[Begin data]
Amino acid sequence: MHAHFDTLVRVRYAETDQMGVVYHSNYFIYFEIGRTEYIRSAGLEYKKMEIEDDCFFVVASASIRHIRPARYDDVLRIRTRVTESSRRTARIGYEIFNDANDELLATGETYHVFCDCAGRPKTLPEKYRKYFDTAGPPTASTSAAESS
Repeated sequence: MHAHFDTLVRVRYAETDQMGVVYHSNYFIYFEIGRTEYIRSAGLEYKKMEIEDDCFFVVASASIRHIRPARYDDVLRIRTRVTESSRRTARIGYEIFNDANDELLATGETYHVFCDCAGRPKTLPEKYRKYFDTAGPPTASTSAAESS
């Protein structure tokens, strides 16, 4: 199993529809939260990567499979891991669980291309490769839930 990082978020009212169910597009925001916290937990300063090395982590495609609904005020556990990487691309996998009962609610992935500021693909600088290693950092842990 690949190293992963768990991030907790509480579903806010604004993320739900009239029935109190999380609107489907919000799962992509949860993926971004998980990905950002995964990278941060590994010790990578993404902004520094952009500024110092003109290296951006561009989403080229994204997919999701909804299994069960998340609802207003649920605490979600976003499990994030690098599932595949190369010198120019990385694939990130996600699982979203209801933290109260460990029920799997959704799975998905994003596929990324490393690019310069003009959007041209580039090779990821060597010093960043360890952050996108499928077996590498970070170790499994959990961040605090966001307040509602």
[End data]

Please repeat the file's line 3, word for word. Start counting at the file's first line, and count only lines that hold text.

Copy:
């Protein structure tokens, strides 16, 4: 199993529809939260990567499979891991669980291309490769839930 990082978020009212169910597009925001916290937990300063090395982590495609609904005020556990990487691309996998009962609610992935500021693909600088290693950092842990 690949190293992963768990991030907790509480579903806010604004993320739900009239029935109190999380609107489907919000799962992509949860993926971004998980990905950002995964990278941060590994010790990578993404902004520094952009500024110092003109290296951006561009989403080229994204997919999701909804299994069960998340609802207003649920605490979600976003499990994030690098599932595949190369010198120019990385694939990130996600699982979203209801933290109260460990029920799997959704799975998905994003596929990324490393690019310069003009959007041209580039090779990821060597010093960043360890952050996108499928077996590498970070170790499994959990961040605090966001307040509602």